Where robots do the dirty work
Locks have been used to safeguard property since the days of the Pharaohs, but back then, slaves worked the metal. Today’s high speed processes can be dangerous and hazardous; that’s why PADO, a Brazilian manufacturer of door locks and padlocks, purchased 6 robots for the filing stations on the production line.
“We are very concerned about the health and safety of our employees,” says Matheus Hirata, head of infrastructure at PADO. “Robots are extremely expensive. We only use them where they really make a difference in terms of safety and productivity.”
Adapt or die on the shop floor
Besides ensuring safety, any manufacturing environment requires a continuous cycle of monitoring and measuring to drive productivity, making it a big data bonanza. “SAP’s adaptive manufacturing approach allows us to respond dynamically. With 1,000 machines in the factory, sometimes you don’t immediately notice if one breaks down. Now the system sends an alert to the shop floor supervisor. If the machine is not serviced within an hour, the system alerts the company’s president,” says Hirata.
All of PADO’s machine data such as oil temperature and number of machine strokes is collected and analyzed on the SAP HANA platform. The data is accessible on screens all around the shop floor, enabling preventive maintenence in real time. And if a customer returns a defective product, it can be traced back to the exact machine which in turn will be serviced to prevent further errors.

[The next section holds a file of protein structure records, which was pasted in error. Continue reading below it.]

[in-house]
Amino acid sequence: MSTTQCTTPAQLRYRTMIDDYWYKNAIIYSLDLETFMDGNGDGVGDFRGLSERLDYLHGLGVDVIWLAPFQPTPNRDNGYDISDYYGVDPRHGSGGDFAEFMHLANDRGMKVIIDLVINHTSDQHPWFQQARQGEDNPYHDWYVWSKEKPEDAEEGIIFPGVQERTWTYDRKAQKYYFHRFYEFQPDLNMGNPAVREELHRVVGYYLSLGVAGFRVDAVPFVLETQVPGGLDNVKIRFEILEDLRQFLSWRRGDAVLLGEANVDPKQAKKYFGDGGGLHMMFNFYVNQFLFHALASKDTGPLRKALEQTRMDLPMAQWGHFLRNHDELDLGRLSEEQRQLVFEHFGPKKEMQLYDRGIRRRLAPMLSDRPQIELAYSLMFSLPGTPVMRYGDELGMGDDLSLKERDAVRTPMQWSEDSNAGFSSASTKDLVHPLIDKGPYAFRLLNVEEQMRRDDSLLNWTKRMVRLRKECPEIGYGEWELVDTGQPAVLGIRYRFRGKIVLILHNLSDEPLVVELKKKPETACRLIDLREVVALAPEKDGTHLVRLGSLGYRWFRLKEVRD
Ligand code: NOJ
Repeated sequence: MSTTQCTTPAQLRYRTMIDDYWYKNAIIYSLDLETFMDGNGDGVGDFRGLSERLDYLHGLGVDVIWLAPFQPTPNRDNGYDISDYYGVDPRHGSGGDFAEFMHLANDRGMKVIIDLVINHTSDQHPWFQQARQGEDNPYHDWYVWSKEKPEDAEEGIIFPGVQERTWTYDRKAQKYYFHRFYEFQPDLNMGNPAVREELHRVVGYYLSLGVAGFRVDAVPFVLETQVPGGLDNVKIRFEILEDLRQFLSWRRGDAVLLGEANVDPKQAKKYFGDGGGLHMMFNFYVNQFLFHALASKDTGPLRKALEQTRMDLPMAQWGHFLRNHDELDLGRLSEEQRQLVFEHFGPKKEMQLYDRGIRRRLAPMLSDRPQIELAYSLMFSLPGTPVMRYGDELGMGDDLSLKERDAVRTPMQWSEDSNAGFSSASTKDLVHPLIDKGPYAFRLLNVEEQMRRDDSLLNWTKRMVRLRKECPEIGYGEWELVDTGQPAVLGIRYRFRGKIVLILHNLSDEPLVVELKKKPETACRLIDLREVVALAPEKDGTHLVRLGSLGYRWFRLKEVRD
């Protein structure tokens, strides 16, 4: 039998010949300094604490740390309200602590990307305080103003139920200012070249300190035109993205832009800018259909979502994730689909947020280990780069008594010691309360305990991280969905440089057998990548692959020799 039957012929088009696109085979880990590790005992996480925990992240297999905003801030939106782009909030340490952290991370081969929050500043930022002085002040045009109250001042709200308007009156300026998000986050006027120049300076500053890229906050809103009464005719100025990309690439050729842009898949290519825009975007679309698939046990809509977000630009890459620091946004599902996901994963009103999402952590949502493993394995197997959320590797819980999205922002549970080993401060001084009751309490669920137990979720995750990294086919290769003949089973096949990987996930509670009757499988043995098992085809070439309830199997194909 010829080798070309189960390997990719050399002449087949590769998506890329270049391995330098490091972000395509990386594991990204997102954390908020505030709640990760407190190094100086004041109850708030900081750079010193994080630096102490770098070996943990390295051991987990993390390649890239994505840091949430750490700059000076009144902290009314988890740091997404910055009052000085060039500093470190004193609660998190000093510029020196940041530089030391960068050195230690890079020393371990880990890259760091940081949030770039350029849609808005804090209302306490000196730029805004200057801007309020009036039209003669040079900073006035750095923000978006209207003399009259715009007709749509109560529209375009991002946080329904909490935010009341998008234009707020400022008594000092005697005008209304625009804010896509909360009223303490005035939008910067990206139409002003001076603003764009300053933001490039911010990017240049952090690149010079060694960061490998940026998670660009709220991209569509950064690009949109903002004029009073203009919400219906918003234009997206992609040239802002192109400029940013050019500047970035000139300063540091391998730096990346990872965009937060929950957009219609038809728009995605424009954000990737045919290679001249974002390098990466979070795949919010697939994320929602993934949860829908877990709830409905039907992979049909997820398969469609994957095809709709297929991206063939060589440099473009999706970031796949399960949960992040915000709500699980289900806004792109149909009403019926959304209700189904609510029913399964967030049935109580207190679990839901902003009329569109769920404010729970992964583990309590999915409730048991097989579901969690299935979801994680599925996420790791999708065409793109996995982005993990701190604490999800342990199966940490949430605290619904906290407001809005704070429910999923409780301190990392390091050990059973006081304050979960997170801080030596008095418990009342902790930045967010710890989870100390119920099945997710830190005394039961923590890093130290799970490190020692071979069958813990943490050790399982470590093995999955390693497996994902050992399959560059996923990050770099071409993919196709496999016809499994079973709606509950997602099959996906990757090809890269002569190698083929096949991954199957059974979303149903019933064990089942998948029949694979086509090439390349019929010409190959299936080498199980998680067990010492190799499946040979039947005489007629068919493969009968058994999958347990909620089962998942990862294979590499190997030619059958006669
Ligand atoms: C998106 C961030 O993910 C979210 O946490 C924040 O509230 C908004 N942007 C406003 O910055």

“SAP MII connects the shop floor to our ERP system which has been running on SAP for years,” says Andrea Gardemann, a business administrator at PADO. “We can now make adjustments from our central station without interrupting production. Because it is all running in the cloud, you can access data from any device anywhere, any time. This has reduced the time it takes to make decisions by 50 percent. SAP’s tools also allow us to visualize data in different formats. Machine operators can pull up the designs in 3D right at their work stations and make changes on the spot.”
Going beyond CRM
With almost 75% market share in Brazil, PADO’s salesforce is scattered around a country of vast size and great differences in geographical and digital accessibility. “Previously, sales people in remote locations such as the Amazon weren’t always able to access the CRM system, leading to delays in customer service. With everything running in the cloud, we are no longer dependent on the Internet,” says Hirata.
“Our sales teams are much more flexible,” adds Andrea. “They now have reports and sales details at their fingertips. Customers also benefit. We’re developing a portal where they can check the status of their orders, payments and invoices and use our 3D imaging tool to speed up the selection process.”
With tools like these, PADO can truly engage employees and customers for the long term!